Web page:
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The Lipstick Chronicles Part 3: What Do Lipstick Testers Test?

July 14, 2009

About once or twice a week, I get updates from chemical suppliers telling me all about their fabulous new “cure all” ingredients. This week I received a presentation from a company that makes film formers (the ingredient that makes your product stick on)! Not very interesting I hear you cry! Well that may be so, but included in this propaganda was an outline of how lippy is put through its paces.

So, how do the lipstick testers test lipstick?

1) Ease Of Application

Sounds obvious but if you have ever tried making your own lipstick / lip balm with natural waxes you will know how hard it is to get a product that goes on without ripping your lips off or leaving you looking like the party clown.  A lipstick should neither splat out or involve brute force to apply – it should glide on with elegant ease!

2) Structure of the lipstick

While structure of the lipstick is important when applying it to the lips, it is even more important when storing the lipstick. You would be most distressed if you lipstick ran out all over your designer handbag and I dare say that you wouldn’t be too impressed with an ice block of a lippy when trying to give yourself a touch of colour on the ski-slopes.  Again, it comes down to blending and that is why your lipstick probably has a long ingredients list – some waxes are hard but drying on the lips and others are too soft on their own. Together, they make the perfect product!

Lipsticks are tested under a variety of conditions including their freeze thaw stability, accelerated ageing (stored at 45C for somewhere around 4-6 weeks0 and the windowsill test to see how they react to UV light.

3) Uniformity of Colour on the Lips.

OK so the lipstick glides on nicely – job done? Not quite! The glide bit will be due to the base consistency BUT get the wrong base OR fail to blend it up correctly and your pigment will spread out unevenly leaving your lips looking patchy. The ideal lipstick should enable the spread of an even and uniform colour leaving the lips looking photo shoot fresh!

4) The Feel Factor.

It is no good having a technically ingenious product if it feels rubbish on the lips. The lipstick should be light, not too greasy but not drying.  If the lipstick contains many volatile ingredients (these help to set the colour and dry off immediately), the lips can be left feeling dry. This dry feeling is uncomfortable and does not feel natural – no good for most! If the lipstick feels too wet or greasy, there is a danger that the product will transfer off onto clothing, food or beverage. It may also make the wearer overly conscious of the product, which can be uncomfortable.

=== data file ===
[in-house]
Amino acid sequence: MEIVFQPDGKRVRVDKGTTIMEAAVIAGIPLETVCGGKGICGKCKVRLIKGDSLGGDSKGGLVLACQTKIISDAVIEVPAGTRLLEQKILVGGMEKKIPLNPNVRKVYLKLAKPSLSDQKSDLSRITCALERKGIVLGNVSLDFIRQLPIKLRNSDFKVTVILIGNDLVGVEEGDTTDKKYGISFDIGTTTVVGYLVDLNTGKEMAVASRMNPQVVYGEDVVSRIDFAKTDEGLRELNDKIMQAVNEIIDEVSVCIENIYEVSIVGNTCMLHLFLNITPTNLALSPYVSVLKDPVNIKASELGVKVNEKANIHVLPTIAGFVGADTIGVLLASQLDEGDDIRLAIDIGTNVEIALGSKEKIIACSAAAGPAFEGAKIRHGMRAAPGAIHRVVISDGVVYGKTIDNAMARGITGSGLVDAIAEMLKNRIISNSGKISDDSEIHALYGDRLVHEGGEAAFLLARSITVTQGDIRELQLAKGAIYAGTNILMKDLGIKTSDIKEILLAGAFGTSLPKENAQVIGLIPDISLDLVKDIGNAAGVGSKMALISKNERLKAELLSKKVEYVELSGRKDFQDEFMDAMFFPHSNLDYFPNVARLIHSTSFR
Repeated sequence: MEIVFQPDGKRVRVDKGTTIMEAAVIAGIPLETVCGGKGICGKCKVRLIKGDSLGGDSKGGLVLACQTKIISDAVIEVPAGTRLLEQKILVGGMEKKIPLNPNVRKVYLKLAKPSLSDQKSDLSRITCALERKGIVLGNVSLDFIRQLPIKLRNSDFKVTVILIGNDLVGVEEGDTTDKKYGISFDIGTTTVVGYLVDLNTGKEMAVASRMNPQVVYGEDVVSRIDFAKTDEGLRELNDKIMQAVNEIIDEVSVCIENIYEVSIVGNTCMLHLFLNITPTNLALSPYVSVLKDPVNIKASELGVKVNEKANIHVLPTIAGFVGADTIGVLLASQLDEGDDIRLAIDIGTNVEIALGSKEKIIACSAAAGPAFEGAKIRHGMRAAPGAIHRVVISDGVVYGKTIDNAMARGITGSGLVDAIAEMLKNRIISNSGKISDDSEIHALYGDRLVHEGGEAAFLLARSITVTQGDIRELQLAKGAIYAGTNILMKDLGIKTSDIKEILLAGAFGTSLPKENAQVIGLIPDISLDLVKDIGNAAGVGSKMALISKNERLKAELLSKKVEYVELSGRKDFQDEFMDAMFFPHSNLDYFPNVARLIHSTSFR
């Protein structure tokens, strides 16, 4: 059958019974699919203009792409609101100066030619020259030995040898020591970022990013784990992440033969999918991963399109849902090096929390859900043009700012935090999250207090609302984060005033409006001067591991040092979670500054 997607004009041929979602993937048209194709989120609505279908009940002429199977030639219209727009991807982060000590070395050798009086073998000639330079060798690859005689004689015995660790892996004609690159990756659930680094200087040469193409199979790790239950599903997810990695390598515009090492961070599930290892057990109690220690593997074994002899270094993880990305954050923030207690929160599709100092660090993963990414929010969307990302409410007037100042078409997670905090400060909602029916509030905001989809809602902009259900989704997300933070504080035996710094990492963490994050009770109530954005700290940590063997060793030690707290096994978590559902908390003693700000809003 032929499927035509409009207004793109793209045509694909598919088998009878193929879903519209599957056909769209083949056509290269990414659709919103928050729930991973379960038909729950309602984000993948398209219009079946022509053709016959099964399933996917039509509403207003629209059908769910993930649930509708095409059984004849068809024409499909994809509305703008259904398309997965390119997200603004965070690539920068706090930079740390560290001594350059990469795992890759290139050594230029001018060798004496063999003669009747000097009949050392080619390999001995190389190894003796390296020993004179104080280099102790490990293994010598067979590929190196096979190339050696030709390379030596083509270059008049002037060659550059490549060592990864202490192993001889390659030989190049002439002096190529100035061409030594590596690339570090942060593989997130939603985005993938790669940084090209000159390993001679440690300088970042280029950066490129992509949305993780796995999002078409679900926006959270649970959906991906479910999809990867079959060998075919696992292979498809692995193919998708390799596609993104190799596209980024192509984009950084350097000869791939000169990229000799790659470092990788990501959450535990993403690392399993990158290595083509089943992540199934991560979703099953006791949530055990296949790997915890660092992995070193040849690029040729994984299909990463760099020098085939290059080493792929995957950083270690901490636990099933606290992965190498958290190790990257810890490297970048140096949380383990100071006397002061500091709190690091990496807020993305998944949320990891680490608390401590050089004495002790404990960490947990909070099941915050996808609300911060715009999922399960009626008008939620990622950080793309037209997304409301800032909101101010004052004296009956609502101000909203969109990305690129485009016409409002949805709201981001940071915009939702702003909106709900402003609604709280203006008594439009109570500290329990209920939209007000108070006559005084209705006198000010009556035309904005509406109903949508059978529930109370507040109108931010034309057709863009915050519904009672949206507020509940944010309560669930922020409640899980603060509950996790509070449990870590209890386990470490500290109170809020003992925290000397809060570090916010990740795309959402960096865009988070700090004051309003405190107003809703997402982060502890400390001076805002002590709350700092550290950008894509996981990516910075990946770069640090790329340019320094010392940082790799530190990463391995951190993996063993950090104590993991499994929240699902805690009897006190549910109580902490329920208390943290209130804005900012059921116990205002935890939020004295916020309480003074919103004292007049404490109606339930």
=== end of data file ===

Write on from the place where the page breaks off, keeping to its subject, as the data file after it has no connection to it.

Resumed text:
5) Gloss and Shine

The gloss provided by a lipstick can be measured in two ways. One, by a panel who will give their opinion on the glossiness of the finish – this may or may not be in relation to a competitor’s product. Otherwise, the lipsticks can be applied as a measured dose to a testing surface and then placed inside a Gloss Meter.  This machine measures the amount of light that is reflected back from a surface – the higher the number, the higher the gloss. The Gloss Meter is also used to measure uniformity of gloss across the whole surface.

6) Colour Intensity

So, the colour may be even, the finish glossy and the feel just gorgeous BUT that is no good if you colour is not quite what you thought it would be.  The colour that the formulator chose in the lab may end up looking very different in the lipstick as the pigments interact with and may be dulled by some of the other ingredients. During lipstick manufacture, colour will be measured at various stages in the process to insure that the colour that the formulator wanted is what the consumer gets. This is measured using something called a spectrometer, which will very accurately identify the shade that has been created and compare that to the standard. This process is also backed up by a visual check.

These tests are all pretty standard and are carried out to ensure that you get the best quality product possible. In addition to these tests manufacturers may choose to test for long wear, transfer resistance, comfort (subjective with a panel) and bleed (again, usually via a panel test and looking at how much the colour runs upon wearing).  It may not be rocket science but it is no walk in the park!

Enjoy your lipstick safe in the knowledge that it has passed boot camp with flying colours!

2 Comments leave one →
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  1. The Lipstick Chronicles Part 4: Addicted to You! « Realize Beauty

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